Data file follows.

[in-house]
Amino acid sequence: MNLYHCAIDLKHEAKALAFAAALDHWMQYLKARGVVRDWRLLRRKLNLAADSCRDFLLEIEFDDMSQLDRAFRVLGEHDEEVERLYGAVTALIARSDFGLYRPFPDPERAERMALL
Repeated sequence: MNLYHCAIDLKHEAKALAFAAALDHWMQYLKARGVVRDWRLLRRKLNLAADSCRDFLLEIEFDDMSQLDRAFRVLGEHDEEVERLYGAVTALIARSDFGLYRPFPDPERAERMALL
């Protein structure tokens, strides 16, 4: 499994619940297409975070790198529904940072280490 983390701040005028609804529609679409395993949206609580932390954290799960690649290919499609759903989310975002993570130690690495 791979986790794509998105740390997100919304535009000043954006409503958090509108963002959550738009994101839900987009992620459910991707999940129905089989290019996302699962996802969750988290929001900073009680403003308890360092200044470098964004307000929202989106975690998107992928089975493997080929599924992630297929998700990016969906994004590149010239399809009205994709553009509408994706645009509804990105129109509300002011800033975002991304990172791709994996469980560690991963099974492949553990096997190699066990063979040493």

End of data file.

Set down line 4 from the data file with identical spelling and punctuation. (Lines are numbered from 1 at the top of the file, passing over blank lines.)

């Protein structure tokens, strides 16, 4: 499994619940297409975070790198529904940072280490 983390701040005028609804529609679409395993949206609580932390954290799960690649290919499609759903989310975002993570130690690495 791979986790794509998105740390997100919304535009000043954006409503958090509108963002959550738009994101839900987009992620459910991707999940129905089989290019996302699962996802969750988290929001900073009680403003308890360092200044470098964004307000929202989106975690998107992928089975493997080929599924992630297929998700990016969906994004590149010239399809009205994709553009509408994706645009509804990105129109509300002011800033975002991304990172791709994996469980560690991963099974492949553990096997190699066990063979040493």